A new survey of mortgage approvals suggests first time buyers are continuing to lose out - and are thus likely to continue resorting to the rental sector for accommodation.
There were 70,511 house purchase approvals, up 1.3 per cent from the previous month and the highest since the summer, according to data produced by e.surv.
But despite the rise, lending to small-deposit borrowers - those with a deposit worth 15 per cent or less of their property’s total value, regarded as typically being first time buyers - totalled just 11,493 last month, almost exactly the same as in October. And these small-deposit borrowers are falling as a proportion of overall house purchase lending, accounting for just 16.3 per cent of approvals granted.
This November saw over 10,000 more mortgages approved to homebuyers than a year ago, with 70,511 loans - up around a fifth since November 2014.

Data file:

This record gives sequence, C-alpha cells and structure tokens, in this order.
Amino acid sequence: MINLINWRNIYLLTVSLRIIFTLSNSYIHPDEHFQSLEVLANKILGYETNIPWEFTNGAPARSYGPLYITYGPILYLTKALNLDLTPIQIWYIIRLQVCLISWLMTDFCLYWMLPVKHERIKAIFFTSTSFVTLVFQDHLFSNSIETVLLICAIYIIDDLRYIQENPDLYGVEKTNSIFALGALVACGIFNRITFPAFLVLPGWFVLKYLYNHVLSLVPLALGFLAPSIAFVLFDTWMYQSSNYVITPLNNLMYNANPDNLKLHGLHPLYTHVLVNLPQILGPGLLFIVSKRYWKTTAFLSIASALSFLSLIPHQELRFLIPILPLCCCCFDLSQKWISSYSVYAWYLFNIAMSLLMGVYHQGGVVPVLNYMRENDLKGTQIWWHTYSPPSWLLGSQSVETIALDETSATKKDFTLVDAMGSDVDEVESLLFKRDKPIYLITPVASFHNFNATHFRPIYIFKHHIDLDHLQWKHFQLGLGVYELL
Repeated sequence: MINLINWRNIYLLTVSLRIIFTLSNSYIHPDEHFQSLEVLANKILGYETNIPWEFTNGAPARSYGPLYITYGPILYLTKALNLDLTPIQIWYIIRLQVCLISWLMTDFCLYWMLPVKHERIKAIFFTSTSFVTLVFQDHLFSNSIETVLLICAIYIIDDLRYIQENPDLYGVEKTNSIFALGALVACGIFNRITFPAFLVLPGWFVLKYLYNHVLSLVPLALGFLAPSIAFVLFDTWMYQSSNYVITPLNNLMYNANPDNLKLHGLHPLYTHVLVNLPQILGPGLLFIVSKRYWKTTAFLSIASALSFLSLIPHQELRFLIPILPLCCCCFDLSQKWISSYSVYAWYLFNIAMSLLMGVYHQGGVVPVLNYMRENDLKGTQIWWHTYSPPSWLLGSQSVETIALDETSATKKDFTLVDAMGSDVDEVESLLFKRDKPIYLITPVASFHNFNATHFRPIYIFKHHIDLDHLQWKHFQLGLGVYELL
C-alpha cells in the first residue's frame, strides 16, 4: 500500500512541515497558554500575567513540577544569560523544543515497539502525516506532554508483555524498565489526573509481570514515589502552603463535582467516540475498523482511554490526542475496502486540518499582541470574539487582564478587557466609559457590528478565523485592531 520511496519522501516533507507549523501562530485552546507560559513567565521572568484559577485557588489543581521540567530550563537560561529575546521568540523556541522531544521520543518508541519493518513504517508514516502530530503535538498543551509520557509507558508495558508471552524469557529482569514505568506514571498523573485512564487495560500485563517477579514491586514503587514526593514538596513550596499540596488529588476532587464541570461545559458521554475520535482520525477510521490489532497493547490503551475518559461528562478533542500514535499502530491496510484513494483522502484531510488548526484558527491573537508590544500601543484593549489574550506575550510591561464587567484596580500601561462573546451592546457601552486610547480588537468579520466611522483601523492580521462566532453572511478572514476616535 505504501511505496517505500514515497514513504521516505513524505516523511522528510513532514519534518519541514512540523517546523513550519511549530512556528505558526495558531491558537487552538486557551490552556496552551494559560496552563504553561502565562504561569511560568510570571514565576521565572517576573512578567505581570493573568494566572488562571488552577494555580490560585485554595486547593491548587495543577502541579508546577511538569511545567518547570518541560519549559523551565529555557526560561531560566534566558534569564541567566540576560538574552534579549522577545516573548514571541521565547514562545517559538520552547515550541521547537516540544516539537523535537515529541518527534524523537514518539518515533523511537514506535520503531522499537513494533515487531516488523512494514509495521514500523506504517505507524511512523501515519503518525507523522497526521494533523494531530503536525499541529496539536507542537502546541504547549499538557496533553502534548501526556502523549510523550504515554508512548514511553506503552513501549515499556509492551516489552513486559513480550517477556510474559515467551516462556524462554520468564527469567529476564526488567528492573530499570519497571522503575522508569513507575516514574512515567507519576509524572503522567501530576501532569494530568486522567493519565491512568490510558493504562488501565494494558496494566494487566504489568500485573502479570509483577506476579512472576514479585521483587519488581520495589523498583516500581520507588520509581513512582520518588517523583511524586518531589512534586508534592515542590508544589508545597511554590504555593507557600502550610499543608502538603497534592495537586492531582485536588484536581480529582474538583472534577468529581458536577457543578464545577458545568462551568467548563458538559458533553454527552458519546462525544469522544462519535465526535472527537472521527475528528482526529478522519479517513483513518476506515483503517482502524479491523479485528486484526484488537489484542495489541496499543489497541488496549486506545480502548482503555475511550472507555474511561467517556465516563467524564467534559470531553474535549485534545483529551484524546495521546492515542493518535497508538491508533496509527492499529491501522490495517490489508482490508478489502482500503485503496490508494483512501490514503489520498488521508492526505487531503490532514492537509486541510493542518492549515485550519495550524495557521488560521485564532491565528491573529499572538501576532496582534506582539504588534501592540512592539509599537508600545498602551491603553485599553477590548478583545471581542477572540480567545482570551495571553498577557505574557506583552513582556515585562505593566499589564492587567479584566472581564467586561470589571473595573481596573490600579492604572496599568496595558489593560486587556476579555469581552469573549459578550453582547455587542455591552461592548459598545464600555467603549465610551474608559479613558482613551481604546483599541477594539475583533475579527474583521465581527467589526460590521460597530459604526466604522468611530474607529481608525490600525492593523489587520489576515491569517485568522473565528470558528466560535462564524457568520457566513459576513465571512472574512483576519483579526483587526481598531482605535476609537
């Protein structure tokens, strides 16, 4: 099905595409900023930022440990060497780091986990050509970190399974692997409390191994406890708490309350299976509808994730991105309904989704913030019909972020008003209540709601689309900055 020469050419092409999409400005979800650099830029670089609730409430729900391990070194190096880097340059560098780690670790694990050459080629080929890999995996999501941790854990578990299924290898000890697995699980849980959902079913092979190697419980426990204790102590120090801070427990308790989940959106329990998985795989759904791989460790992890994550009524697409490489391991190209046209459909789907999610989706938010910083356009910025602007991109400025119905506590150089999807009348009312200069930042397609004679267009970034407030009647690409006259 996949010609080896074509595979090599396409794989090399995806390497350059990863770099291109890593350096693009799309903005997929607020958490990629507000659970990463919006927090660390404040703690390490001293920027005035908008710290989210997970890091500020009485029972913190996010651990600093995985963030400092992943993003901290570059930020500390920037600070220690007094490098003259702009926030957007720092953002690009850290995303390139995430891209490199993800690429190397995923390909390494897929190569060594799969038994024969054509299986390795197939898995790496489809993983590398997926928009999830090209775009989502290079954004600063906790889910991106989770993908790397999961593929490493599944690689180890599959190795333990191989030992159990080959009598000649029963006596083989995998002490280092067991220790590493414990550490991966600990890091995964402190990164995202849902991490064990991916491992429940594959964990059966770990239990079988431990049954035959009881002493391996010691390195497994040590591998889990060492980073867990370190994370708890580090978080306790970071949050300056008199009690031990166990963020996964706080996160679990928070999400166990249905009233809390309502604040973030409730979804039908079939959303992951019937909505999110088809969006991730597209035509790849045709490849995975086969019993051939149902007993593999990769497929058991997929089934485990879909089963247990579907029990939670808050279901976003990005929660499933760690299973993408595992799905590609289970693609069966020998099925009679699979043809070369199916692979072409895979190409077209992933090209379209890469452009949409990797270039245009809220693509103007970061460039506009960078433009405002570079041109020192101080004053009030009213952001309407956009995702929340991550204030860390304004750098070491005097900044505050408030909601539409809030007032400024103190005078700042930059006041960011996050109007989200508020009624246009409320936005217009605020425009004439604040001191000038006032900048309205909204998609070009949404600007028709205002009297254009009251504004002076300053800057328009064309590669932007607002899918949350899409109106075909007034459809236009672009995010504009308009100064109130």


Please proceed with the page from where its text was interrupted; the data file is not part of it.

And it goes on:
“Some small-deposit borrowers are still struggling and with house prices predicted to keep on rising there’s a real risk many may be permanently priced out of homeownership. In order to stop this, more needs to be done to remove obstacles facing homebuyers – particularly large deposit costs” says e.surv director Richard Sexton.
Not surprisingly, the North of England remains a hotspot for small-deposit borrowing.
The North West saw the proportion of small-deposit loans rise to 26 per cent; in Yorkshire the proportion is 27 per cent.